Pike River families sceptical of report

DEIDRE MUSSEN
Last updated 05:00 01/11/2012

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Many Pike River families doubt a royal commission report into the November 2010 tragedy will reveal what caused the explosion that killed 29 men.

Widow Anna Osborne, whose husband Greymouth district councillor Milton Osborne died in the mine, said the commissioners' report would be based on speculation because no-one had gone further than 300 metres up its 2.4km tunnel since the blast.

"It's going to be a best guess and a best guess is nowhere near good enough for the loss of my husband." The report into the fatal blast at the underground West Coast coalmine was expected to be made public early next week after families were given copies of it.

Commission chairman Justice Panckhurst formally gave it to Governor-General Sir Jerry Mateparae two days ago.

A spokesman for the attorney-general said government ministers and Crown agencies, such as the Business, Innovation and Employment Ministry, police, Conservation Department and Crown Law, would analyse its contents before its release. Cabinet would consider it on Monday.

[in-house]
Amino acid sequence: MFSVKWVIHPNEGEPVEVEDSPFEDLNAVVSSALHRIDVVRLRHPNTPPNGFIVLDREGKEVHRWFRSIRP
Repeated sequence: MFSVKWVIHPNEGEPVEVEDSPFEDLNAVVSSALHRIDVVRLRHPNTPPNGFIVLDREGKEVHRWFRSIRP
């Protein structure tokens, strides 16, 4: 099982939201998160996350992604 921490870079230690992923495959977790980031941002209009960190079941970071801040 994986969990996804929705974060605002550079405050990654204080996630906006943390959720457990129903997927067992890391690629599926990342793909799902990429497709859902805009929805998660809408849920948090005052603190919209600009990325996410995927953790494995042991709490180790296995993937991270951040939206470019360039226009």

But Osborne said the royal commission should have delayed its findings until the tunnel had been explored to help to determine the blast's cause.

She hoped the report would prompt police to prosecute those linked with causing the fatal blast.

Boosting mining safety would be an important outcome from the report, she said.

Neville Rockhouse, whose son Ben, 21, was killed in the mine and a second son, Daniel, then 24, survived the blast, said he felt "very cautious" about the report's likely findings.

"No-one will really know what happened at Pike River till someone can re-enter the mine. Here we are two years later and we haven't even done a reconnaissance walk up the drift. It's beyond belief."

During the 10 weeks of public hearings into the tragedy, the three commissioners blamed a roof collapse in the hydro-mining goaf, a void left when coal was extracted. That pushed explosive methane gas around the mine that was ignited by an electrical spark, they said.

Their theory was disputed.

Rockhouse, the mine's former safety and training manager, hoped the report's recommendations would improve health and safety of all high-hazard industries.

Spokesman for most Pike families, Bernie Monk, said good progress was being made towards the Mines Rescue Service doing a walk up the tunnel to a rockfall thought to block entry into the mine's main working area.

"The drift does hold a lot of information. If we can get into pit bottom, there could be a lot of answers there," he said.

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- The Press

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